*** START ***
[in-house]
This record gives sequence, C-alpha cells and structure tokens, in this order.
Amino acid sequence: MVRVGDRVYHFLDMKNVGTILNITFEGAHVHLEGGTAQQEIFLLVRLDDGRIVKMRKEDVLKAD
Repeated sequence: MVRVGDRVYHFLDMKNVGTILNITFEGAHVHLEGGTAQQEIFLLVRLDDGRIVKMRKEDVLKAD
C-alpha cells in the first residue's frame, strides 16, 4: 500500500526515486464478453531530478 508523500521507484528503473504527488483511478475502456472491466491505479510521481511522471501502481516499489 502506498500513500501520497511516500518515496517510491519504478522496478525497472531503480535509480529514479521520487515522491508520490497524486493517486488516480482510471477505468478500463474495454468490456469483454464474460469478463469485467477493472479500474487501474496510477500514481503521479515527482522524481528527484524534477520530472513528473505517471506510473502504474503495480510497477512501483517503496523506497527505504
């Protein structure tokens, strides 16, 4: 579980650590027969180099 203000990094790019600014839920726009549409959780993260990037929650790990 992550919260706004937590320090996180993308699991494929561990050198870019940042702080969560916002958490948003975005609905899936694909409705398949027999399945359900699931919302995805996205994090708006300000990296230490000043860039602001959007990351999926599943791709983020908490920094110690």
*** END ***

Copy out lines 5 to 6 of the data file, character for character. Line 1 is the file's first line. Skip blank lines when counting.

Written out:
C-alpha cells in the first residue's frame, strides 16, 4: 500500500526515486464478453531530478 508523500521507484528503473504527488483511478475502456472491466491505479510521481511522471501502481516499489 502506498500513500501520497511516500518515496517510491519504478522496478525497472531503480535509480529514479521520487515522491508520490497524486493517486488516480482510471477505468478500463474495454468490456469483454464474460469478463469485467477493472479500474487501474496510477500514481503521479515527482522524481528527484524534477520530472513528473505517471506510473502504474503495480510497477512501483517503496523506497527505504
């Protein structure tokens, strides 16, 4: 579980650590027969180099 203000990094790019600014839920726009549409959780993260990037929650790990 992550919260706004937590320090996180993308699991494929561990050198870019940042702080969560916002958490948003975005609905899936694909409705398949027999399945359900699931919302995805996205994090708006300000990296230490000043860039602001959007990351999926599943791709983020908490920094110690």